Singaporean operator Singtel has deployed a 5G standalone (SA) trial network at its 5G Garage testing facility, the telco said in a release.
The network, which uses spectrum in the 3.5 GHz band and Ericsson’s Massive MIMO technology, aims to provide local enterprises with early access to 5G to develop and trial 5G solutions.
“COVID-19 has brought a new urgency to digital transformation for many sectors,” said Bill Chang, CEO of Group Enterprise at Singtel. “Having unveiled our first 5G use case with our 24/7 unmanned pop-up retail store in September, our 5G SA trial network offers enterprises from across industries the opportunity to develop and test applications to accelerate automation and digitalization.
“With 5G’s low latency and scalability, enterprises can not only drive efficiencies and make better and more cost-effective decisions but also deliver richer customer experiences. The launch of this 5G SA trial network is also an important step as we get ready for commercial 5G SA. We welcome enterprises to harness the power of 5G to future-proof their businesses and catalyze their digital transformation at 5G Garage,” the executive added.
Singtel said that global cloud gaming provider Ubitus is the first enterprise to use Singtel’s 5G SA network for a 5G cloud gaming trial. The trial demonstrated a 5G cloud gaming experience that delivered 85% lower latency of between 8 to 11 milliseconds compared to cloud gaming on 4G. It was conducted on Singtel’s multi-access edge computing (MEC) platform which integrates 5G’s bandwidth capabilities with cloud computing performance.
“The trials will inform our designs for exciting games which will test gamers’ reflexes and instincts. We will leverage the ultra-low latency of 5G and MEC to offer immersive, hyper-realistic gaming experience,” said Wesley Kuo, Ubitus’ CEO.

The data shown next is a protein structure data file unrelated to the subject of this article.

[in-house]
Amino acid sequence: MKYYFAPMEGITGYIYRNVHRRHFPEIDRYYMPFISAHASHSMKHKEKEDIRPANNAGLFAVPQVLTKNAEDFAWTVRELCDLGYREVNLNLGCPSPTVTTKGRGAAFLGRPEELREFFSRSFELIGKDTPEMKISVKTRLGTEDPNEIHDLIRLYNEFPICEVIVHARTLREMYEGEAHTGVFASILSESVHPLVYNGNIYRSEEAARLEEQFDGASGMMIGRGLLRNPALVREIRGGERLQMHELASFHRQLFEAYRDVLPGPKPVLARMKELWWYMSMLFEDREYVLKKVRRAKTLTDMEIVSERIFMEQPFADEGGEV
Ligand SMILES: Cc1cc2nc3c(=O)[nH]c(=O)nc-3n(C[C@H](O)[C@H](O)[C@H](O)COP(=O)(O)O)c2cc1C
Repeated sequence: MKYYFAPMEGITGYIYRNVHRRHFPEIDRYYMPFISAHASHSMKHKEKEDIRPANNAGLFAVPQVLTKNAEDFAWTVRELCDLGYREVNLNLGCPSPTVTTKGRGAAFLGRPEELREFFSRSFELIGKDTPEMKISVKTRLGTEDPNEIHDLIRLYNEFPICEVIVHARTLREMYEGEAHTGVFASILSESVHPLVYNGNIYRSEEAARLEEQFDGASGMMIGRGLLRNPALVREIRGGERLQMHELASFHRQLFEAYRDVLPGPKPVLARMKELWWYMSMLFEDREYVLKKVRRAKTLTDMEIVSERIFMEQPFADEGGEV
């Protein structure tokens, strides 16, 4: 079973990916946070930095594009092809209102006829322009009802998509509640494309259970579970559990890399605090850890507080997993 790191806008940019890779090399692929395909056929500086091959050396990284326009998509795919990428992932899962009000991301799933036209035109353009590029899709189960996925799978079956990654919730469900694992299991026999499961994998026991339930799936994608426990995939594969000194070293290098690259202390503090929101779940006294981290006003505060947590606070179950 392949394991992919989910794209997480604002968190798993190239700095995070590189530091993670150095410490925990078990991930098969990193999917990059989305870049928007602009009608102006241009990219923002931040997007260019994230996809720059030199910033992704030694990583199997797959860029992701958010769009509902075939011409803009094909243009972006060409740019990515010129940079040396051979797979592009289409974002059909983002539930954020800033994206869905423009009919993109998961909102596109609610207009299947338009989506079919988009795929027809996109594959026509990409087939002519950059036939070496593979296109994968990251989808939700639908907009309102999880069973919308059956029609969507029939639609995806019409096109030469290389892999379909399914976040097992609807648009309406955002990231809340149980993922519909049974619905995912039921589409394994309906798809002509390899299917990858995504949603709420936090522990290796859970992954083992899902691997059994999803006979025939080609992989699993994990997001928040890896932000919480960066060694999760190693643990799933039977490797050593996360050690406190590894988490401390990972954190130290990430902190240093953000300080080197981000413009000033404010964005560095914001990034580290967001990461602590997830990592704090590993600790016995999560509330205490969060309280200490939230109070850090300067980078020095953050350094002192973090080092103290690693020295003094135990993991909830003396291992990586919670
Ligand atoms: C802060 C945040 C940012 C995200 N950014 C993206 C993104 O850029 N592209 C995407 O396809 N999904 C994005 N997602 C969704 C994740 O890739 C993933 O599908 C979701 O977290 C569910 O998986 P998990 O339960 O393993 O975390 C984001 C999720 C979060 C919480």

Singtel noted that 5G and MEC have the ability to integrate with technologies such as Internet of Things, analytics, robotics, artificial intelligence and augmented, virtual or mixed reality, enabling enterprises across industries to leverage the low latency in applications requiring little or no lag times. These include remote surgery, smart manufacturing, autonomous driving, remote robotic repair and maintenance and virtual reality-enabled live concerts.
Since the launch of 5G Garage with Ericsson and Singapore Polytechnic in January 2019, Singtel said it had developed ten 5G use cases together with more than 20 start-ups and enterprises in areas such as robotics, virtual reality, artificial intelligence and drones.
Last month, Singtel announced the launch of its 5G non-standalone (NSA) network and introduced a three-month trial for its consumer and enterprise customers.
Singtel’s 5G NSA network uses spectrum in the 3.5 GHz frequency as well as existing 2.1 GHz spectrum, while employing advanced technologies such as dual connectivity.
Singtel was officially awarded a 5G license issued by Singapore’s Infocomm Media Development Authority (IMDA) in June 2020.
Rival operator StarHub recently launched a 5G trial service in Singapore using the Non-standalone (NSA) 5G architecture.
StarHub also announced plans to launch its commercial standalone (SA) network by mid-2021 in partnership with Nokia. The 5G SA network will run on 3.5 GHz spectrum.
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